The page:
Ramones’ sixth studio album, Pleasant Dreams, still cries out for some long-overdue respect. Released in the summer of 1981, in the slipstream of the big-budget, Phil Spector-helmed End Of The Century, the record emerged from an especially stressful time in the New York City quartet’s history and, after stalling at No.58 on the Billboard 200, it was unfairly branded a failure.
Listen to ‘Pleasant Dreams’ here.
“It would have probably split up most bands”
“There’s a lot of strong stuff on it,” vocalist Joey Ramone recalled in Everett True’s Hey Ho Let’s Go: The Story Of The Ramones, while also conceding that the album was recorded during “a real rocky time” for the group. “It would probably have split up most bands,” Joey continued. “Me and John had almost no communication whatsoever. You can’t run an organisation or a band or a government like that.”
The lack of communication was due to the almost irreparable rift between Joey and Johnny Ramone, which sprang from the guitarist beginning a relationship with Joey’s former girlfriend, Linda Daniele. Johnny later married Linda, but their relationship put the bandmates’ friendship under a strain from which it never properly recovered.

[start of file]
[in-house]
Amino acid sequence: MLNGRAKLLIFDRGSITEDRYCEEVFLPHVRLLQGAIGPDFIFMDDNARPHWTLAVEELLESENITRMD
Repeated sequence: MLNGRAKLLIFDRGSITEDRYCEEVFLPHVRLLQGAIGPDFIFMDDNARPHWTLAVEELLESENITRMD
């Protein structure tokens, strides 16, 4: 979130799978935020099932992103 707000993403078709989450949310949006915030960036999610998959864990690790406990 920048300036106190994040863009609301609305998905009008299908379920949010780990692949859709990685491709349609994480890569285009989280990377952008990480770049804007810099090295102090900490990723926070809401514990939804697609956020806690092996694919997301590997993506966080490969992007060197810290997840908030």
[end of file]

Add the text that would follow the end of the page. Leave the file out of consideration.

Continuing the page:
To add to their woes, Ramones were still expected to produce the goods in the charts. Though End Of The Century was their best-performing album, it only peaked at No.44 in the US (it would hit No.14 in the UK), and Sire again insisted the group work with a name producer for their next record. Ramones wanted to team up with rising Siouxsie And The Banshees/U2 producer Steve Lillywhite, but Sire rejected that suggestion, instead insisting that 10cc’s Graham Gouldman take the helm for Pleasant Dreams.